What would Jane Austen do? Do I actually care? She's hardly a great prophet, leader or guru; she's an excellent novelist who died relatively young nearly two hundred years ago.
Author Laurie Brown seems to think Jane Austen's guidance is worthwhile, and the theme 'What would Jane Austen do' runs through the book. In this story, our heroine, Jane Austen fan Eleanor Pottinger, finds herself thrust back in time by two ghosts to try to prevent a duel after a seduction. Eleanor looks like their cousin, a woman who had been living in America, and Eleanor of course knows a great deal about the Regency era - she's a Regency costume-maker, for example – and manages to fit in fairly well.
She finds herself at a house party where the young women, eventually to become the two ghosts, look after Eleanor but show their youth in their rather carefree manners. Eleanor can see how one of them was seduced. She knows the seducer, too: Lord Shermont, a mysterious but handsome man who is part of the house party. We also follow events from Shermont's point of view. The reader learns that he works for the government and is on the track of a Napoleonic spy who also has an accomplice - who might just be Eleanor.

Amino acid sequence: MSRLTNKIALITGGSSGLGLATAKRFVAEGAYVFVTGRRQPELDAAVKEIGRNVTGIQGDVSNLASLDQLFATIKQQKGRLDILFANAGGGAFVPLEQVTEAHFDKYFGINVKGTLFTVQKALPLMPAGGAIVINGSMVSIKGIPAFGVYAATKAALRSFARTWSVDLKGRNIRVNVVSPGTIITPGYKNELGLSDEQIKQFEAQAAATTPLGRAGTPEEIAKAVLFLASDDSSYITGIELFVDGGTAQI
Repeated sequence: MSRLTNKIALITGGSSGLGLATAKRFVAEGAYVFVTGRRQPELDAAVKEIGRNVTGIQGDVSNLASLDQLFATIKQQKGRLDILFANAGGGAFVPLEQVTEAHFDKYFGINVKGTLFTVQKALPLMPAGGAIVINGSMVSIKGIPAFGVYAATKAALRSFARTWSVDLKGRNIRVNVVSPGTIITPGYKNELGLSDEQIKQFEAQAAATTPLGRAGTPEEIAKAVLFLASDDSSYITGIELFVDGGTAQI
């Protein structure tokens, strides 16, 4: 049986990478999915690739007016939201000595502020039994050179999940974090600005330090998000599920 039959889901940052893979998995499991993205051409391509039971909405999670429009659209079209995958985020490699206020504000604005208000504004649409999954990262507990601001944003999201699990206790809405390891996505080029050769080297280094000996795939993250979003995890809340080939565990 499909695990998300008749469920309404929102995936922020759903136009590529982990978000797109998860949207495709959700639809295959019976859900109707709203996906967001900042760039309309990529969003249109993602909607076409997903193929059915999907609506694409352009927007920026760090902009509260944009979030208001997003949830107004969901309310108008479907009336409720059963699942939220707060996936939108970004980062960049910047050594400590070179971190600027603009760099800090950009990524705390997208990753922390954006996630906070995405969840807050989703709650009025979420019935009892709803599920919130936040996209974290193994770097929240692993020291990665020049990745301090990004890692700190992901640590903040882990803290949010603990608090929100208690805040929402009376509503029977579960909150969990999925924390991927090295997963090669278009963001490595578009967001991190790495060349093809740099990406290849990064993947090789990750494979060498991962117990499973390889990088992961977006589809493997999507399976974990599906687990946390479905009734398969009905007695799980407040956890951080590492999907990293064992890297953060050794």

Eleanor occasionally repeats the refrain "What would Jane Austen do?"
when trying to overcome a problem in her situation. She gets the chance to meet the author in person, although this is a fairly minor part of the story. Most of the action is Eleanor trying to keep the two young women out of mischief, coping with life in the Regency, and being attracted to Shermont. I didn't feel that the Jane Austen aspect added anything to the book - in fact for me it was slightly obsequiously overdone - but that might be my British sensibilities showing through.
Brown has clearly researched much of the content of the book quite thoroughly - specifically mealtimes, bathing and clothing - and there were some interesting vignettes into life at a country house gathering. However, there are also some jarring elements, such as American words and phrasing issuing from the mouths of the English Regency characters and the feeling that the behavior of several of the characters is rather more 21st century than 19th.
The narrative is well plotted, and all the threads are tied up at the end. This is overall an enjoyable read, but even when I had finished it and my eye caught the title again, "What Would Jane Austen Do?", I found myself saying, "Who cares?"